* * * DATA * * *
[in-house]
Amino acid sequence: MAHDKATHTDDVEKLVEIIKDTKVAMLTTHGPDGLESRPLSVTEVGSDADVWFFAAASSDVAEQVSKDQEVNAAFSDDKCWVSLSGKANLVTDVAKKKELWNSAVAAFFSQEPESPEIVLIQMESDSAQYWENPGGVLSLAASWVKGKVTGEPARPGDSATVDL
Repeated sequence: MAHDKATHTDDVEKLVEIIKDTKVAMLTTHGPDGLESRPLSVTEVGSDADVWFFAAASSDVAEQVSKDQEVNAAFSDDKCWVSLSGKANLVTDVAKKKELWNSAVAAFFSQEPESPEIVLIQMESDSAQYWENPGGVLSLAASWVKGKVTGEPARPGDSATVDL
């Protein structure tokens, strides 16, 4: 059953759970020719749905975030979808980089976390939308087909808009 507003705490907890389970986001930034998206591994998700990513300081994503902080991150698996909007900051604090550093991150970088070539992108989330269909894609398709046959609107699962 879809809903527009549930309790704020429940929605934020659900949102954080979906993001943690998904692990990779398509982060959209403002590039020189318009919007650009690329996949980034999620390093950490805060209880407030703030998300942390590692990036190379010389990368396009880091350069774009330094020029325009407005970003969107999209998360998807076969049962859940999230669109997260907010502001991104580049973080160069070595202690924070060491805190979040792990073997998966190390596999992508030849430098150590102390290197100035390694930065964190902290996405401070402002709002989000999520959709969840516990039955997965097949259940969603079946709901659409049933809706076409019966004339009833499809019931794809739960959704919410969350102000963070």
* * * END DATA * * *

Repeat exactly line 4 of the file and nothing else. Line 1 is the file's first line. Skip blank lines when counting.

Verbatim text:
């Protein structure tokens, strides 16, 4: 059953759970020719749905975030979808980089976390939308087909808009 507003705490907890389970986001930034998206591994998700990513300081994503902080991150698996909007900051604090550093991150970088070539992108989330269909894609398709046959609107699962 879809809903527009549930309790704020429940929605934020659900949102954080979906993001943690998904692990990779398509982060959209403002590039020189318009919007650009690329996949980034999620390093950490805060209880407030703030998300942390590692990036190379010389990368396009880091350069774009330094020029325009407005970003969107999209998360998807076969049962859940999230669109997260907010502001991104580049973080160069070595202690924070060491805190979040792990073997998966190390596999992508030849430098150590102390290197100035390694930065964190902290996405401070402002709002989000999520959709969840516990039955997965097949259940969603079946709901659409049933809706076409019966004339009833499809019931794809739960959704919410969350102000963070």